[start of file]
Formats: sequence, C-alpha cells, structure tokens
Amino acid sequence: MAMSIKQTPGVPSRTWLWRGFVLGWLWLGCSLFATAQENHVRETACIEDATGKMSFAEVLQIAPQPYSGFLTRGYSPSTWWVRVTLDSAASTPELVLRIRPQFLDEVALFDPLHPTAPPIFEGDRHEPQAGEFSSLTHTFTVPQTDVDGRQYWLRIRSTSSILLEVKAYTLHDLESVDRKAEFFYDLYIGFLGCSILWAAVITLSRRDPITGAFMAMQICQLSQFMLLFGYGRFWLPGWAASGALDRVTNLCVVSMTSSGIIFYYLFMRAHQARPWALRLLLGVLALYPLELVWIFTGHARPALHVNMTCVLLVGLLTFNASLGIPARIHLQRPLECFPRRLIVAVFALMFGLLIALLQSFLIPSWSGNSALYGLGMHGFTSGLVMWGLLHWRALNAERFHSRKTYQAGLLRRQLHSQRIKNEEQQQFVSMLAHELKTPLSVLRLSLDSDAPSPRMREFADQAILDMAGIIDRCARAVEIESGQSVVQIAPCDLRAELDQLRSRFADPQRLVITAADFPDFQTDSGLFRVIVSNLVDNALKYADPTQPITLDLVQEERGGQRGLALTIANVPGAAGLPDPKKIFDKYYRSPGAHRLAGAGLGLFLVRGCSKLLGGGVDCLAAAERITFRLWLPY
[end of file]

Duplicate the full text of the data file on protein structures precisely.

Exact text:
Formats: sequence, C-alpha cells, structure tokens
Amino acid sequence: MAMSIKQTPGVPSRTWLWRGFVLGWLWLGCSLFATAQENHVRETACIEDATGKMSFAEVLQIAPQPYSGFLTRGYSPSTWWVRVTLDSAASTPELVLRIRPQFLDEVALFDPLHPTAPPIFEGDRHEPQAGEFSSLTHTFTVPQTDVDGRQYWLRIRSTSSILLEVKAYTLHDLESVDRKAEFFYDLYIGFLGCSILWAAVITLSRRDPITGAFMAMQICQLSQFMLLFGYGRFWLPGWAASGALDRVTNLCVVSMTSSGIIFYYLFMRAHQARPWALRLLLGVLALYPLELVWIFTGHARPALHVNMTCVLLVGLLTFNASLGIPARIHLQRPLECFPRRLIVAVFALMFGLLIALLQSFLIPSWSGNSALYGLGMHGFTSGLVMWGLLHWRALNAERFHSRKTYQAGLLRRQLHSQRIKNEEQQQFVSMLAHELKTPLSVLRLSLDSDAPSPRMREFADQAILDMAGIIDRCARAVEIESGQSVVQIAPCDLRAELDQLRSRFADPQRLVITAADFPDFQTDSGLFRVIVSNLVDNALKYADPTQPITLDLVQEERGGQRGLALTIANVPGAAGLPDPKKIFDKYYRSPGAHRLAGAGLGLFLVRGCSKLLGGGVDCLAAAERITFRLWLPY